The main level of the property housed the livestock. In the winter the barn substituted for sleeping rooms. Though snow was rare during the winter months, the winter air was cold, dry and penetrating. There was never enough wood to keep a fire going and a villager could be sent to prison or killed for stealing firewood from the Lord’s manor. Even the branches on the ground were forbidden.
So the children made straw beds on the dirt floor and slept beside the animals. The warmth from the animals’ bodies kept the children from freezing. The sweet smell of fresh hay mixed with the odors of dung, and human and animal scents, evoked strong reminders of cold, alpine nights and bodies sleeping among the animals for warmth. Even now, Francesca knew the smell of dung and straw in her hair. It was a good smell.
From sunup to sundown, Francesca worked alongside her family watching over the crops and animals in this remote area of Piedmont. Still there was never enough food to last through the cold winters. In the fall huge canvas bags, filled to the brim with chestnuts, emptied long before spring. In the better years, they had sacks of corn meal to make polenta and maybe fresh meat from a wild boar. If they were lucky, a confused and misguided animal might wander into the village, providing fresh meat for the villagers. During the harsher years, the landowner might give permission for the villagers to scour his forest for wild root vegetables, overlooked mushrooms, and half-starved animals—but that was rare. It was a struggle to feed the family, but the cow, goats and pigs needed food too. They needed to survive in order to produce animals in the spring.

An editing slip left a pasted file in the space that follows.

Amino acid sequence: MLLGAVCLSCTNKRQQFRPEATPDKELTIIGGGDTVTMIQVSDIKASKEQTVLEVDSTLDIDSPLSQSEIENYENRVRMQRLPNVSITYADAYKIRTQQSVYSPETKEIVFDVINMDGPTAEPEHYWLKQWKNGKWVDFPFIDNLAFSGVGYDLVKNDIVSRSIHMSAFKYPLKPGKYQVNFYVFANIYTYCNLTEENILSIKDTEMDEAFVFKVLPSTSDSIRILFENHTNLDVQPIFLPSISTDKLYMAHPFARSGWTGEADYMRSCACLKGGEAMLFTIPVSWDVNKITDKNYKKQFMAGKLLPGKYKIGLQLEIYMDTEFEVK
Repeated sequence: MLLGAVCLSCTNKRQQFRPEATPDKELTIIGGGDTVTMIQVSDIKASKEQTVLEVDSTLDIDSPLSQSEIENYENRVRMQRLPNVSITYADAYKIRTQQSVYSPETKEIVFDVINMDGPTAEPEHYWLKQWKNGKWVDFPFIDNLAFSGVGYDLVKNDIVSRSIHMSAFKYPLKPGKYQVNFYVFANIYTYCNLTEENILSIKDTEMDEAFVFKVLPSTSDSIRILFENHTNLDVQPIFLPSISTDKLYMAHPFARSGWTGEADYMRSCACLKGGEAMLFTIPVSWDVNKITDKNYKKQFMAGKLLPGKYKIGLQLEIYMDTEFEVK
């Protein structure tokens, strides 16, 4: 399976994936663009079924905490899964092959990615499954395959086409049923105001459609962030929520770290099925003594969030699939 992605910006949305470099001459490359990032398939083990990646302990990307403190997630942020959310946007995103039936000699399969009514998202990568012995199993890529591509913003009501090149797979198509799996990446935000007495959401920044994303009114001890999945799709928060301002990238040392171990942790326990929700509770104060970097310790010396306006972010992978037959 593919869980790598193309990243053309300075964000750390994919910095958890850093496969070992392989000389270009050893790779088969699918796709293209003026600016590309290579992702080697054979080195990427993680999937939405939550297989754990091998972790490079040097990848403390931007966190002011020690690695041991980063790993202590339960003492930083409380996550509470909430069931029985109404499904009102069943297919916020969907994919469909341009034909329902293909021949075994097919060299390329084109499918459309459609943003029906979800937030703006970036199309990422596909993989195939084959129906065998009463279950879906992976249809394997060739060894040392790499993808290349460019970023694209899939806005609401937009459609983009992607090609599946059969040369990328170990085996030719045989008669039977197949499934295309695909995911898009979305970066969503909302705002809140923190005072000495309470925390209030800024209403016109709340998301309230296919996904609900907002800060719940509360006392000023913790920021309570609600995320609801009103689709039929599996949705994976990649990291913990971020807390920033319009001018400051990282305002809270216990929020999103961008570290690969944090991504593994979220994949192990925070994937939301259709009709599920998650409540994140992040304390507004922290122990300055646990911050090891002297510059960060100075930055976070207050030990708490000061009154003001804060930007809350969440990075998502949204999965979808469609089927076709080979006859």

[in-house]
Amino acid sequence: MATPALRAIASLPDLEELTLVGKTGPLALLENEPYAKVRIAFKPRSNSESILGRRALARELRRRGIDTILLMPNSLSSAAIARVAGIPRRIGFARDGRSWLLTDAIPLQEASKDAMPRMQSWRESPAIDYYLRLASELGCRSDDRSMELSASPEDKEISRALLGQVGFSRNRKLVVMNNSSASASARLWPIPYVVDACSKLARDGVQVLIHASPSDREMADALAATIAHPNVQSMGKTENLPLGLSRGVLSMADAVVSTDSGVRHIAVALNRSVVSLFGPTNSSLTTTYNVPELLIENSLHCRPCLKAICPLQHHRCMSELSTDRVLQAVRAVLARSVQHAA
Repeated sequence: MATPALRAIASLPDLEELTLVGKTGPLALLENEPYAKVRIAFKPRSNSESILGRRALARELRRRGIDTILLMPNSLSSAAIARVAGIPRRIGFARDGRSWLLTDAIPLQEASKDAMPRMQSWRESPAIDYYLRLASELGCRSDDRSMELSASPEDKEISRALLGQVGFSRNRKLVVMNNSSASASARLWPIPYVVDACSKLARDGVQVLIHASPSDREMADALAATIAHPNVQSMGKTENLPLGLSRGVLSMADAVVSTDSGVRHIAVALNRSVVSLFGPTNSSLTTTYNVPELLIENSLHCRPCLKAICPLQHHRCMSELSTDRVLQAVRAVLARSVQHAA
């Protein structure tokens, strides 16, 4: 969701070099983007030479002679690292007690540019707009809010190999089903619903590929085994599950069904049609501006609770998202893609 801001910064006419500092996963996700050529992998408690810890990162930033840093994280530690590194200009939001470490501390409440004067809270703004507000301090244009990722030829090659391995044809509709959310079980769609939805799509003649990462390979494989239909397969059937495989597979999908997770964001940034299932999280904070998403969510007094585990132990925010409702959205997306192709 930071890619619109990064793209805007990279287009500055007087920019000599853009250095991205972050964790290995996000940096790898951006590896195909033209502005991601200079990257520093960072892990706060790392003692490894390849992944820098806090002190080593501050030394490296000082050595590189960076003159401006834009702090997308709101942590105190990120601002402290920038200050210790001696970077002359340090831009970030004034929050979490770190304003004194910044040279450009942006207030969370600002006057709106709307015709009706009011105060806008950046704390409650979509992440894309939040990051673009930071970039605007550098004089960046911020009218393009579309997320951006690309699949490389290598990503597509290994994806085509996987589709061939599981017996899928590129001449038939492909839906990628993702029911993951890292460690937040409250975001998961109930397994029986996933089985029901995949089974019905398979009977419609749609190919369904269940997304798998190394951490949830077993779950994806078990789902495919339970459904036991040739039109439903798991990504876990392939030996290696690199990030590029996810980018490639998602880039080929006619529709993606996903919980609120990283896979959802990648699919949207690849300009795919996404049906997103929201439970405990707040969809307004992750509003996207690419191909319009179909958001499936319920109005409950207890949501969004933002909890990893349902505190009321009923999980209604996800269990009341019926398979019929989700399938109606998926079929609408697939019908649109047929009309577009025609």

Finally, in the spring, the dandelions, cardoon and the weeds of the fields saved them. The sows began producing piglets and fresh milk was available once the cow gave birth. The skinny calf had to share its milk with the household.
Life was a struggle, always a struggle.
There was no future for her. She knew this was the truth of her life. She attended school for a few years but had to quit to help at home. At least she could read, write and work numbers in her head. She was determined to leave the farm. The farm would go to her brother and if she stayed, she would become a burden to her brother’s family or a servant worker in the fields. Life in a convent or marriage were her only two choices. She chose marriage and prayed every day for a husband. It didn’t matter if he came from a poor family; her family’s status was barely above that of a servant class anyway. She did pray he’d be kind and young, like herself and not a widower, years older than herself.
Older widowers married younger women all the time. Such marriages usually benefited the girl’s family because these men had resources that could raise a family’s status or insure a supply of food for the entire family. However, being condemned to caring for old men with old bodies, was not her idea of romance and love.